"There's no one around. People have no reason to sell," said Michael O'Rourke, chief market strategist at Jones Trading. "You had (Fed Chair Janet) Yellen and (ECB President Mario) Draghi come out at the end of last week, and I thought Draghi was very dovish and people were spinning Yellen as less dovish."
The market, buoyed by the idea of more central bank easing, also looked past geopolitical events. Ukraine Monday accused Russia of sending soldiers across the border to open a new front, with a caravan of a dozen tanks and armored vehicles reportedly entering southeast Ukraine. The incident adds even more tension ahead of Tuesday's meeting between Russian President Vladimir Putin, Ukraine President Petro Poroshenko and senior EU officials in the Belarussian capital of Minsk.
"I think what the markets are hoping for, at this point, is a short-term deal that stands down the armies. There won't be any kind of long-term deal," said Paul Christopher, Wells Fargo Advisors chief international investment strategist.
Besides the Ukraine meeting, there is batch of U.S. economic reports, including durable goods at 8:30 a.m., and S&P/Case Shiller and FHFA home price data at 8 a.m. Consumer confidence is reported at 10 a.m. There are also morning earnings reports from Best Buy, WPP Group, Sanderson Farms, Trina Solar, Bank of Montreal and Bank of Nova Scotia. Tivo, Smith and Wesson, Bob Evans and Analog Devices report after the bell.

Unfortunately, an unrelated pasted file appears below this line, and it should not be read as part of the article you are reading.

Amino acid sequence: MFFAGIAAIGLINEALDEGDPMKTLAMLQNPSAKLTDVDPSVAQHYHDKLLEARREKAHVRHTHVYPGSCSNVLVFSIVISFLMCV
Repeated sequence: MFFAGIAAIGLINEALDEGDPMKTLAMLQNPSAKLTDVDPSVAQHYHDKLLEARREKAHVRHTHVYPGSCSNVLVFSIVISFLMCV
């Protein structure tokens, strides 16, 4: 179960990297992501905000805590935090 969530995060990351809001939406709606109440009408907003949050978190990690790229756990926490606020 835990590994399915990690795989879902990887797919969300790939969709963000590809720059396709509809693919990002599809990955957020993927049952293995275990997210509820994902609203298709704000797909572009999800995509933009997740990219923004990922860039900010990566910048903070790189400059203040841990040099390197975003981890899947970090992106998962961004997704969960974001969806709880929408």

But the wild card for stocks could be the shift in focus back to Ukraine, since the euro zone economy has shown signs of deterioration in recent months and Russian sanctions have been blamed. Oil prices, usually sensitive to geopolitical events, ignored the situation in Ukraine Monday and also in Libya, where rebels seized the airport.
"Oil's had a huge down move and all these people are (still) talking about inflation," said Marc Chandler, chief currency strategist at Brown Brothers Harriman. Chandler noted that the dollar index was at its high of the year Monday, and its poised for further gains. He said the global capital markets appear to be ignoring the geopolitical tensions.
"I would say investors are still being rational—that these geopolitical events are real, but they are not center stage. Maybe because there's bigger issues," he said, noting the ECB and Fed both have new economic forecasts next month. The market is awaiting further ECB easing, and the Fed meets in September, possibly revealing more information on its exit strategy.